Chicago Cubs center fielder Albert Almora Jr was left in tears at Minute Maid Park on Wednesday after a hard-hit line drive flew into the stands and struck a girl.
The girl, whose identity has not been disclosed, was later taken to hospital, according to a statement from the Astros. Local media reports said the girl was not seriously injured.
Almora meanwhile was badly shaken by the incident, needing to be consoled by several players from both sides and sobbing into the arms of a security guard at one point.
"I had to try to keep my composure during that at-bat, but when that half-inning was over, I just couldn't hold it anymore," Almora told reporters after the game.
The incident was similar to an accident at Yankee Stadium in 2017 when a toddler was injured by a foul ball.
The Yankees later took the decision to expand the coverage of protective netting beyond MLB guidelines which existed at the time.
Major League Baseball recommended clubs expand safety netting to at least the far end of each teams' dugouts in time for the start of the 2018 season. The area where the girl was hit in Houston on Wednesday was around 10 feet past the visiting teams dugout.
MLB described the latest fan injury as "extremely upsetting" in a statement on Thursday, adding that the issue was under constant review.
"We send our best wishes to the child and family involved," the league said. "Clubs have significantly expanded netting and their inventory of protected seats in recent years. "With last night's event in mind, we will continue our efforts on this important issue."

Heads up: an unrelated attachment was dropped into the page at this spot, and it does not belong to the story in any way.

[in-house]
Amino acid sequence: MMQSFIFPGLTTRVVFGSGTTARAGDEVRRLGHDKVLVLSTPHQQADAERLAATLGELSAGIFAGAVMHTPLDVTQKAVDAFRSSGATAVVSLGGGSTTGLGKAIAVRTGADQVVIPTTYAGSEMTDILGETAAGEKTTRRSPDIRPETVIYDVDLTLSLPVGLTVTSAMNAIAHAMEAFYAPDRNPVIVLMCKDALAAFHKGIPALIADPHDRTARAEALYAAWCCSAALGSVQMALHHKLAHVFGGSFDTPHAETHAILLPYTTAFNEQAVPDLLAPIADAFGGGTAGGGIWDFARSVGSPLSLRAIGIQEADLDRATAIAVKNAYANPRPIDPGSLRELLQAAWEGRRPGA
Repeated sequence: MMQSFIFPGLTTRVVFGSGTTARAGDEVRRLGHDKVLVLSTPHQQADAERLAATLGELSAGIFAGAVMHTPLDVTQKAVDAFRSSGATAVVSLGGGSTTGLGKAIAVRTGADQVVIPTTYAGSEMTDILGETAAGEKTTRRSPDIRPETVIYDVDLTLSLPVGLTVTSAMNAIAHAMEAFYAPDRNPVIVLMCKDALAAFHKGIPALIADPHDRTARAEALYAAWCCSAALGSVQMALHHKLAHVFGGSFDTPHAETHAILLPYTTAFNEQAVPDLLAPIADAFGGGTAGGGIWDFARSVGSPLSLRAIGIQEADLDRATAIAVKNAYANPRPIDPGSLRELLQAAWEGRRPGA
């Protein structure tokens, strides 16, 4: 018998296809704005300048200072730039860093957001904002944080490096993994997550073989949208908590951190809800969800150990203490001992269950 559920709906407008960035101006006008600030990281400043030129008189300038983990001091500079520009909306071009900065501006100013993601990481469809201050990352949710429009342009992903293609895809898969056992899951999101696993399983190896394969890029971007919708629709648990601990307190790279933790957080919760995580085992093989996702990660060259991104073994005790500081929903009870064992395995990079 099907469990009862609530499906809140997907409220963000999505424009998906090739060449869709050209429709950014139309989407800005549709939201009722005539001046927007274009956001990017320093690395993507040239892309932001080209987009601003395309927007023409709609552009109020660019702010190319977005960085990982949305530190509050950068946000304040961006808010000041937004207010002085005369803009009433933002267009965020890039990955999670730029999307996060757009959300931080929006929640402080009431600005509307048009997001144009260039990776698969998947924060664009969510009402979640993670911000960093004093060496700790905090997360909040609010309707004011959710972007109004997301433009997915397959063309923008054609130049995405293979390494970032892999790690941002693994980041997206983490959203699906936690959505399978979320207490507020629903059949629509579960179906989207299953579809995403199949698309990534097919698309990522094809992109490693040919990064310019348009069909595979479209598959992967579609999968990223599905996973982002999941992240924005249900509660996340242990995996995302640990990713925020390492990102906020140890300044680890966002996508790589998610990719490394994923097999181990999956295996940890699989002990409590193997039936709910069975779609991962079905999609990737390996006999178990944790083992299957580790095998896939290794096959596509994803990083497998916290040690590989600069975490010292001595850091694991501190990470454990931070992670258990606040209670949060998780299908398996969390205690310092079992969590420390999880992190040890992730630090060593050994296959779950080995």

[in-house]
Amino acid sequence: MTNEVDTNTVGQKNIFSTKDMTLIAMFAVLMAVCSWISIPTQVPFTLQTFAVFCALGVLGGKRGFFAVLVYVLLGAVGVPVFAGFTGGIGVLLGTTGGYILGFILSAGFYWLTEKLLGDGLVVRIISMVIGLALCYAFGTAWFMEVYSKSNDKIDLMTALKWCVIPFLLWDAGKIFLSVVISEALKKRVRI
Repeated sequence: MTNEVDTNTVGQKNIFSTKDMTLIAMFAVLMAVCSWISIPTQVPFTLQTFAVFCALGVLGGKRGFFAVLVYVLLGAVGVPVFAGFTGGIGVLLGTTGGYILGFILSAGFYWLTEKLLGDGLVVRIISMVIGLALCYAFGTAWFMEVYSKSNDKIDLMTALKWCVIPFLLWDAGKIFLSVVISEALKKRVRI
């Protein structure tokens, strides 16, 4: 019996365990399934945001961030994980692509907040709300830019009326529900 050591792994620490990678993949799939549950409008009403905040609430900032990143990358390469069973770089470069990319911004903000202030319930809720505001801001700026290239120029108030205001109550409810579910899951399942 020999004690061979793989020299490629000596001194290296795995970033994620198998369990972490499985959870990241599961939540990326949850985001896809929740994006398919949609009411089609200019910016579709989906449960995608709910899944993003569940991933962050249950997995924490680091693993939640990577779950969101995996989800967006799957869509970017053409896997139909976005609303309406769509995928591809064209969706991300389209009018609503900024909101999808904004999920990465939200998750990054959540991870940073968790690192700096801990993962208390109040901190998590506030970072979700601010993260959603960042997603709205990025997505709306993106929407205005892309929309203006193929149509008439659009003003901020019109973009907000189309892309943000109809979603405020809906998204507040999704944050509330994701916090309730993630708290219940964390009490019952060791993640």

However the latest incident showed that existing safety standards remained inadequate according to a woman, whose mother died after being hit by a foul ball at Dodger Stadium last August.
Jana Brody told ESPN's Outside the Lines program that MLB's failure to order a greater expansion of netting zones was "unconscionable."
"It's unconscionable that fans are still getting hurt by hard-hit foul balls and MLB has not increased the netting requirements, even after a foul ball caused a brain hemorrhage and my mom's death in August at Dodger Stadium," Brody told ESPN.
"We see not only the fans, but the players are traumatized by the horror and damage. At least the players earn millions of dollars and they can afford therapy for their trauma."